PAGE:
They can become leathery and thickened as well and very frequently clinically depending on what stage or what where on the scale the individual is if you get more elasticity around the joint. You take away some of the compression on the joints surface and even if there is some wear and tear there just by having more elasticity you can reduce the symptoms quite significantly. However if it’s gone too far and attempts to try and restore mobility just cause pain in the joint that’s not a good prognostic sign because it means that the joint has undergone significant change and any attempt to try and restore mechanics in the joint just end up provoking it and being counterproductive.

 

And again you see that over a three or four treatments maximum but that’s an important thing to establish clinically because it means that that type of treatment approach is no longer going to yield any useful results. But of course it also means then that that movement is now lost from the joint and that’s a case of then whether the surgical approach required or can even manage and just try to adapt around it but it means a knock on to get normal function back in the joint. So that’s a very important thing to establish clinically with a certain cohort of the population with degenerative change. The other common reason and probably more so in the sporting environment where we see people feeling tightness usually in the hamstring or the groin are the calf and they may initially be stiff with moments so they do stretches and warm ups or stretch ups stretches during games which loosen the tissues off but they still feel like they’re tense and tight and they want to keep stretching them. But when we examine them in clinic we find that there’s no actual loss of flexibility in those joints or in them in the muscles should I say and that’s a very important distinction too because what we know is going on clinically there is that the muscles are tight because they are trying to compensate for other muscles which aren’t functioning well. So the feeling of tightness that you get is not because of a lack of flexibility it’s because of a massive increase in tension in the muscle. And that’s very important to identify because continuing to stretch that won’t make any difference at all. The solution there is to delve deep to find out where the muscle imbalances are. This maybe around the core maybe around the hip musculature can even be lower down the leg in the calf and foot. So very important to identify if there are deficit deficits in those regions because just stretching tightness when there isn’t a lack of flexibility isn’t gonna yield any useful results of course there are a lot of other coexisting factors depending on the positions that you spend your day in if you are predominantly sitting. Then you can get adaptive changes at tissue elasticity changes with time so typically over the age of 40 we certainly become less elastic and the need to do counteractive stretches depending on our activity levels are habitual usage that can require more input. Of course there are systems of approach like yoga obviously yoga is very much a flexibility focused type of regime which is very very beneficial. But of course if you don’t have the time to commit to a yoga class then you can certainly do your own routines that are specifically structured for your movement directions. That’s another thing we see clinically where people say that they’ve been doing some stretches that haven’t been very effective. But when we analyze what they’ve been doing they’re not stretches that are specific to the direction of movement that they’re restricted in. So you can be a busy fool doing generic exercises that that that might stretch in certain directions but they’re not the directions of motion that you’re restricted in. So that’s a fairly common reason to where we don’t see as much benefit as one would like from specific stretching. And of course the message here really is that one needs to really identify the underlying causes of what feels like movement restrictions are uncomfortable movements because the treatment strategies are very different. And yet there are often a lot you can do as a home regime but one needs to identify the correct things to be working on. So that’s a situation we see on a daily basis in clinic and I just thought it was worth sharing some of those thoughts with you if you’re if you’re in that situation where you feel your movements are restricted and not as fluid as you would like them but you’re not getting the benefits from the stretches that you’ve been working with.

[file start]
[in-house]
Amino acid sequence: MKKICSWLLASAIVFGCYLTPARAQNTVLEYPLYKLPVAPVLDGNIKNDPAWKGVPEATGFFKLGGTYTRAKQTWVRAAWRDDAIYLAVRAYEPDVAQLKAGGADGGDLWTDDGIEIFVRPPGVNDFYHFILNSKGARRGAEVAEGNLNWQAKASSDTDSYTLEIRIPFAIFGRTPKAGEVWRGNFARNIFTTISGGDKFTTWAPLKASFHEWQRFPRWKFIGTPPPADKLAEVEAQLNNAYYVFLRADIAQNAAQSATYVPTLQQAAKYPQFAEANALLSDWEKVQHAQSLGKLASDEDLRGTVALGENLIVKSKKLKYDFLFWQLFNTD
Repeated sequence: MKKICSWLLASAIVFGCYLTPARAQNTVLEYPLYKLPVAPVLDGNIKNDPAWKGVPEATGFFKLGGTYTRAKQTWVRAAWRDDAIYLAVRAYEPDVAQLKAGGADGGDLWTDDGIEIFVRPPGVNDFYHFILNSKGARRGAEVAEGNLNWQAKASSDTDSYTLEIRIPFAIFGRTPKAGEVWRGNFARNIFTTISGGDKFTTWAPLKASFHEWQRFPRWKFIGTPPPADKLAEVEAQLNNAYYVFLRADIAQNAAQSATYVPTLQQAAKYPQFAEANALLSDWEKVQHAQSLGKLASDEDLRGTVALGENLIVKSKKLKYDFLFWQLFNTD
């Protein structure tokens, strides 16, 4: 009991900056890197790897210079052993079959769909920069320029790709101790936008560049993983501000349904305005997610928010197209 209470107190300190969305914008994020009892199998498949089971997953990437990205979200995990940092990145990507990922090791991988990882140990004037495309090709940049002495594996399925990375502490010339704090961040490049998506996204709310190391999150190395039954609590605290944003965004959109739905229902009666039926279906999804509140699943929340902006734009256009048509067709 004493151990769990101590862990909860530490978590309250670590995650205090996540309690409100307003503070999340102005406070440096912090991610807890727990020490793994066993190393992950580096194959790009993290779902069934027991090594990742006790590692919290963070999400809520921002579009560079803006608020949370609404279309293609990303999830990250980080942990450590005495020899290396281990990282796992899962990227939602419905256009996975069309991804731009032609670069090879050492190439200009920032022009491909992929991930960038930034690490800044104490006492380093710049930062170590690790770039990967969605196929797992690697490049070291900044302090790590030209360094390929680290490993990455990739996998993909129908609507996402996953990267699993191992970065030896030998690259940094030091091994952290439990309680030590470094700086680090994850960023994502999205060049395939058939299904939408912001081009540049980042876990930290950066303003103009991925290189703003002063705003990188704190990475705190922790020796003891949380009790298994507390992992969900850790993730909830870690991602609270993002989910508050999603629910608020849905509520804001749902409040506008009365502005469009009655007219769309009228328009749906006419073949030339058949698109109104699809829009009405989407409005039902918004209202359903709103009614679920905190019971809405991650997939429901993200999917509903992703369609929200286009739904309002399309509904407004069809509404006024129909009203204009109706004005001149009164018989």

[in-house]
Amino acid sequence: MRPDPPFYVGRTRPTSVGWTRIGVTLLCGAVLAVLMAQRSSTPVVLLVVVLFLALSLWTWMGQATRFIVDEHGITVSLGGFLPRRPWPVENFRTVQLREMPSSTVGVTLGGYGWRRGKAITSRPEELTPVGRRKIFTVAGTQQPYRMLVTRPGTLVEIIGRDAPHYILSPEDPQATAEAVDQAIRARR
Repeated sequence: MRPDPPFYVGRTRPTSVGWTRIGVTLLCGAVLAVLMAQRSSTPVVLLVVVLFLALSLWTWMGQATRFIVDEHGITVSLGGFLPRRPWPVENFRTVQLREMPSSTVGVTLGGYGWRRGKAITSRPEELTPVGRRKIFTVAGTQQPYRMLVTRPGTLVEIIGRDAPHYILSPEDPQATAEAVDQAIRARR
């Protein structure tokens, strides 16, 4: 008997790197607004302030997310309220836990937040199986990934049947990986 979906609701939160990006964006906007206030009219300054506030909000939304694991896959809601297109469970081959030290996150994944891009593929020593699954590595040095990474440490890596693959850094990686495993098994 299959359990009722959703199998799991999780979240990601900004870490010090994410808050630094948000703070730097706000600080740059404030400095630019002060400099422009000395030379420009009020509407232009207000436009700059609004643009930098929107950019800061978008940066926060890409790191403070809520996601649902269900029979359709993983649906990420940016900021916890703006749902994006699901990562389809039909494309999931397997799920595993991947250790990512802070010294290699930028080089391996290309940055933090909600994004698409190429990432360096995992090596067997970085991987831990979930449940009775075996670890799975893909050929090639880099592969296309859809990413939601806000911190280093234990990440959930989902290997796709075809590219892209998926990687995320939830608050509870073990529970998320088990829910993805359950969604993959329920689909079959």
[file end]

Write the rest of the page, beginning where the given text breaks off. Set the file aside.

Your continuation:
See you again in another video.

Bye for now.